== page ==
Home' Travel News : June-July 2015 Contents 18 travel news June-July 2015
June-July 2015 travel news 19
It was mid-April and for the past two week the sky had darkened each afternoon as
towering thunderclouds brewed up a storm that shut out the sunlight and transformed
the landscape in to a brooding sweep of inky grey. A herd of buffalos three hundred
strong marched towards a sculpted Balanites tree, the beautiful desert date that looks
like an acacia with its flat topped crown neatly trimmed below by giraffe and elephants.
Balanites are best seen in the Mara Triangle - that part of the Masai Mara lying to the
west of the river where the trees stipple the plains close to the escarpment.
Splashes of white caught my eye, marking the spot where cattle egrets fluttered like
giant butterflies around the black army of buffaloes as these wild cattle kicked up frogs
and crickets hidden among the long grass. One final stop to scoop up a party of visitors
from Serena Lodge, its arc of loaf shaped rooms mirroring the traditional dung coloured
dwelling places of the Maasai pastoralists, who roamed the Mara long before it found
fame as Kenya’s finest game sanctuary. Perched like an eagle’s nest on a hilltop, the
Serena overlooks one of the wildebeests’ favourite river crossing sites at the southern
edge of Paradise Plain.
The river crossings are places that Angie and I revisit each dry season in the hope of
witnessing what is surely the most dramatic and exciting wildlife spectacle on earth
when thousands of wildebeest and zebras leap into the Mara River in their endeavour
to reach fresh grazing. Lions and leopards lie in wait among the thickets while giant
crocodiles up to 5-metres long lounge along the muddy banks or submerge mid-stream,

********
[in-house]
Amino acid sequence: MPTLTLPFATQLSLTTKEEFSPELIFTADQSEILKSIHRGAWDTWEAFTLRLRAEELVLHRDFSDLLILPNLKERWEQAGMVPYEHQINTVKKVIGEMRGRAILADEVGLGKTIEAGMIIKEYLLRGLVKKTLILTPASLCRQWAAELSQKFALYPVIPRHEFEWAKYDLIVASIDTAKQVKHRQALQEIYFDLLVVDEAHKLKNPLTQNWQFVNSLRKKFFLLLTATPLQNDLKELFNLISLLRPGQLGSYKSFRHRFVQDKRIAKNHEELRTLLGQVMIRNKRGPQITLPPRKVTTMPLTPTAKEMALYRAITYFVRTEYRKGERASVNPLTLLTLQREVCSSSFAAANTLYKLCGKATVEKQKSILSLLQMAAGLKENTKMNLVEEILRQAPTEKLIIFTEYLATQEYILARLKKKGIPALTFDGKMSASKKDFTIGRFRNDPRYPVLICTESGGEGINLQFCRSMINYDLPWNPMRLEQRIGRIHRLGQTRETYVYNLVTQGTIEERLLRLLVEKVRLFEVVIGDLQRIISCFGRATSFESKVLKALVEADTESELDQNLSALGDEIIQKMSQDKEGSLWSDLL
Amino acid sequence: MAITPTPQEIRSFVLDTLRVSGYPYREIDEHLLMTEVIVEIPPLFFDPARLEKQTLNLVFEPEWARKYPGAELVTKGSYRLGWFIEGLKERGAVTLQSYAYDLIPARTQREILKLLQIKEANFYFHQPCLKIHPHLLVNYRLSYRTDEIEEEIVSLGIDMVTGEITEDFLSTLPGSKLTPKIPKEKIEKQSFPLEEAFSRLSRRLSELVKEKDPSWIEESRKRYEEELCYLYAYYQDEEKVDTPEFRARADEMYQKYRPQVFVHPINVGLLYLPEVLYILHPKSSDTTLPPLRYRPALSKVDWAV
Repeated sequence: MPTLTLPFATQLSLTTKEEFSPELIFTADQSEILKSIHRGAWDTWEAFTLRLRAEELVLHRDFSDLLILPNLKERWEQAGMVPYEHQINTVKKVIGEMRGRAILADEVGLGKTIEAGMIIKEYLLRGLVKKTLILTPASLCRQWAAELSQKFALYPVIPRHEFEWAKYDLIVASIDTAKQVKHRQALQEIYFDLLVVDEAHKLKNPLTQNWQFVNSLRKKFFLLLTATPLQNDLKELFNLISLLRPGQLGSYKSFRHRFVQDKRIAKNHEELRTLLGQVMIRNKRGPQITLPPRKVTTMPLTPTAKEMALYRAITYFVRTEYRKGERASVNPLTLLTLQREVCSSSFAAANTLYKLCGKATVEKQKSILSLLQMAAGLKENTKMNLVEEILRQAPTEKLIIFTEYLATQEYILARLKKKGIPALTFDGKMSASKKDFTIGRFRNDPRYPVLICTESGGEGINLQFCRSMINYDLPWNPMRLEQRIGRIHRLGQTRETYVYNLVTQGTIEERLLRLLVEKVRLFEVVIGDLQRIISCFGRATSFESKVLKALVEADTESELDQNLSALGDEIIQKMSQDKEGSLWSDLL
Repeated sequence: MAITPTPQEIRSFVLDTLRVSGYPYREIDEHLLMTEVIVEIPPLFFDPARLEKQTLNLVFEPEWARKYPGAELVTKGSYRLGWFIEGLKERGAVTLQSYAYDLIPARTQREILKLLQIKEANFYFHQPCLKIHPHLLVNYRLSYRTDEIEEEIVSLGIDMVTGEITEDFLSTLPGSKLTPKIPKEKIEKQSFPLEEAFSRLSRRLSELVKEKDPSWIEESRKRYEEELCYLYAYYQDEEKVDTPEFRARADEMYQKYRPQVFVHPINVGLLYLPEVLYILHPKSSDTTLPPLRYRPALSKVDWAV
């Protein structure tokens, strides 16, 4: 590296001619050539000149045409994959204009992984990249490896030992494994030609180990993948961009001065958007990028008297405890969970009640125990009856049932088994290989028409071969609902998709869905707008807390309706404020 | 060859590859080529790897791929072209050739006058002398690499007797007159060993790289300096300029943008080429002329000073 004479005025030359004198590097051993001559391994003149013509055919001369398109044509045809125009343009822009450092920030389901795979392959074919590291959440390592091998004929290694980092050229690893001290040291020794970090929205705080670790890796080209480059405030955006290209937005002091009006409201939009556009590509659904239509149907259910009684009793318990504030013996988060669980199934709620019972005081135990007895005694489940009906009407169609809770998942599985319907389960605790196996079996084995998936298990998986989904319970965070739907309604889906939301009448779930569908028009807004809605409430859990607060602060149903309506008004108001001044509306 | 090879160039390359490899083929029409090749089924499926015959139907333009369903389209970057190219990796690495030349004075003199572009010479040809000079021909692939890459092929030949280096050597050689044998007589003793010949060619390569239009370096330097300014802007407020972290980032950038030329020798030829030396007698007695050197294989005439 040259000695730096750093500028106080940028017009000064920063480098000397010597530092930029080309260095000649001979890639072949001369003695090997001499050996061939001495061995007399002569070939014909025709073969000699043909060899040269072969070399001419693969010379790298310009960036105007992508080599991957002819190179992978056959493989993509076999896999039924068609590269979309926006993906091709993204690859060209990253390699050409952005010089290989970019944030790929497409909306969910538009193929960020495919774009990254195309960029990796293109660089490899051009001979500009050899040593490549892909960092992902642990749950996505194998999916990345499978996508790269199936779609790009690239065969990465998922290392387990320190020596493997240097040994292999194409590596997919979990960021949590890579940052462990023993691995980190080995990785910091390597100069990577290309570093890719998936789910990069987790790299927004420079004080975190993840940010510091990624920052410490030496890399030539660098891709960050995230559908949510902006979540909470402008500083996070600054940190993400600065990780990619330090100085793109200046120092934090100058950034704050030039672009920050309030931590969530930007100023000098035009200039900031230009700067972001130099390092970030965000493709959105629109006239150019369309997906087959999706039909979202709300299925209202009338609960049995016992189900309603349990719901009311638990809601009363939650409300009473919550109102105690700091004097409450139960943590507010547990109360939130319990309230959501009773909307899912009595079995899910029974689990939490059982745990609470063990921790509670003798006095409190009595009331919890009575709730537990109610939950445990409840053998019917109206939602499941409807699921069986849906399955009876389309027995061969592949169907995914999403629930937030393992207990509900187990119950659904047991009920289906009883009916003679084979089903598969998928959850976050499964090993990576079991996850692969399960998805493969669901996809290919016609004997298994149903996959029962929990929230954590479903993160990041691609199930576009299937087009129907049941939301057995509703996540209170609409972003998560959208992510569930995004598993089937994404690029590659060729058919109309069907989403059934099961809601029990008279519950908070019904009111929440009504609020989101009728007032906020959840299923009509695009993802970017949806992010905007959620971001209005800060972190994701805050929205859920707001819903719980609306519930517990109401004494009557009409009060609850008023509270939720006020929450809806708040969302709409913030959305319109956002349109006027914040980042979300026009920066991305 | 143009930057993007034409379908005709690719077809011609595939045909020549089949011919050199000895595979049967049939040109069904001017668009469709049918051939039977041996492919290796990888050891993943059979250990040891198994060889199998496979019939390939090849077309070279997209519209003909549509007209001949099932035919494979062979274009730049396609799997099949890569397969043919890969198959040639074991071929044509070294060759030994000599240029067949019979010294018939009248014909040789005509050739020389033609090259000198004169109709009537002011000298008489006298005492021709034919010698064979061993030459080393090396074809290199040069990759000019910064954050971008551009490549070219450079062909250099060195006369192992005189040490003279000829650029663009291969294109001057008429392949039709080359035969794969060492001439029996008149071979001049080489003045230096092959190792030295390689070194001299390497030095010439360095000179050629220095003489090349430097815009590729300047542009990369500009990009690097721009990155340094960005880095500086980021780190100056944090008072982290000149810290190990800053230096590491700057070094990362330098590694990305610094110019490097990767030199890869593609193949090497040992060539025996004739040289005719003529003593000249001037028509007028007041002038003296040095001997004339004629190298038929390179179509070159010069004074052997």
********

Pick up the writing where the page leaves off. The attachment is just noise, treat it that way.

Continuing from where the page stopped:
only their beady eyes and bulbous snout visible, as they wait for the annual feast to
I continued my reverie as we headed east, simply glorying in the Mara’s visage. The
open country gave way to patches of acacia woodland painting a dappled texture (Mara
means ‘spotted’ in the Maa language of the Maasai people) to the places where giraffe
browsed tender green leaves from among the white-barbed whistling thorn. These are
the kind of places where I spend the hour before dawn searching for the secretive
leopard that has been my obsession since childhood, places where the ‘night walker’
can lie up during daytime, keeping watch with piercing golden eyes from the edges of
the thickets for the possibility of an easy meal.
The surrounding plains were flecked with white blossoms – tiny semi-parasitic flowering
plants called Cycnium that draw nourishment from the roots of the grasses. These
‘wastepaper’ plants look like confetti tossed aimlessly over the grasslands in joyful
celebration at the onset of the rainy season, tasty morsels to nibble on for parties of
Egyptian geese and troops of Olive baboons. Like the rest of Kenya, the Mara had
been waiting for the life-giving moisture that all life depends on, praying for the onset
of the Long Rains that should begin in earnest in late March and continue through to
Here in Africa rains are a blessing not a curse. They breathe fresh life in to the wilting
plains, sending the Thomson’s gazelles and plum-thighed topi antelopes skittering and
pronking across the damp earth as the thunder storms release their gift to man and
beast. I knew, despite the throb of the aircraft’s engines, that the hippos would be
chortling and blowing sharp bursts of spray from their nostrils as they wallowed and
rolled on their backs in the river, scattering their dung into the muddy water, replenishing
Come rain or drought the Mara’s famous lions rarely go hungry. The rains bring a surge
in births among the prey animals: wildebeest calves and zebra foals are born during
the Long Rains - and wart hogs, topis, gazelles and impala fawns in September and
October at the onset of the Short Rains. When drought strikes it quickly takes its toll
on the heavyweights among the herbivores, with the buffalos and hippos first to lose
condition making it easier for the prides of lions to pull them down.
Lions then are resilient cats. They can repopulate an area quickly given the chance.
What they need is real estate - a place with adequate cover for them to hide young cubs
and to lie up during daytime, somewhere with sufficient prey to ambush, and where
they can find water. Scientists believe that this intense competition over territory is the
reason why lions became social, unlike the other 35-species of cats that live a primarily
solitary life. The biggest problem for lions is that people covet the same resources.
The Great Migration - crossing the Mara River
Links Archive April-May 2015 August-September 2015 Navigation Previous Page Next Page